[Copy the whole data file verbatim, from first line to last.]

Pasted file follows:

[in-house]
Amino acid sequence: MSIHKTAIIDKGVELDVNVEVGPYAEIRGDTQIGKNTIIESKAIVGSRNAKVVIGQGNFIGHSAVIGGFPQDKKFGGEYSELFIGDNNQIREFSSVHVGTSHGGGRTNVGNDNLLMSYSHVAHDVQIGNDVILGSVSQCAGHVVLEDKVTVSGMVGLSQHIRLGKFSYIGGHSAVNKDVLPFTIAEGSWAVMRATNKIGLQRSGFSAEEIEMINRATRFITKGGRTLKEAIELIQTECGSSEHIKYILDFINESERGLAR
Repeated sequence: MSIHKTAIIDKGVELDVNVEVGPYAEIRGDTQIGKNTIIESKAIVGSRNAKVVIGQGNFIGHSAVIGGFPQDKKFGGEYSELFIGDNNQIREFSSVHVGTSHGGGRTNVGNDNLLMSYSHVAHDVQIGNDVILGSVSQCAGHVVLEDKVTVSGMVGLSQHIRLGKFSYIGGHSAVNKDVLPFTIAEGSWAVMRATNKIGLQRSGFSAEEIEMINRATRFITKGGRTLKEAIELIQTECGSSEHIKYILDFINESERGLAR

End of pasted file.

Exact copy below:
[in-house]
Amino acid sequence: MSIHKTAIIDKGVELDVNVEVGPYAEIRGDTQIGKNTIIESKAIVGSRNAKVVIGQGNFIGHSAVIGGFPQDKKFGGEYSELFIGDNNQIREFSSVHVGTSHGGGRTNVGNDNLLMSYSHVAHDVQIGNDVILGSVSQCAGHVVLEDKVTVSGMVGLSQHIRLGKFSYIGGHSAVNKDVLPFTIAEGSWAVMRATNKIGLQRSGFSAEEIEMINRATRFITKGGRTLKEAIELIQTECGSSEHIKYILDFINESERGLAR
Repeated sequence: MSIHKTAIIDKGVELDVNVEVGPYAEIRGDTQIGKNTIIESKAIVGSRNAKVVIGQGNFIGHSAVIGGFPQDKKFGGEYSELFIGDNNQIREFSSVHVGTSHGGGRTNVGNDNLLMSYSHVAHDVQIGNDVILGSVSQCAGHVVLEDKVTVSGMVGLSQHIRLGKFSYIGGHSAVNKDVLPFTIAEGSWAVMRATNKIGLQRSGFSAEEIEMINRATRFITKGGRTLKEAIELIQTECGSSEHIKYILDFINESERGLAR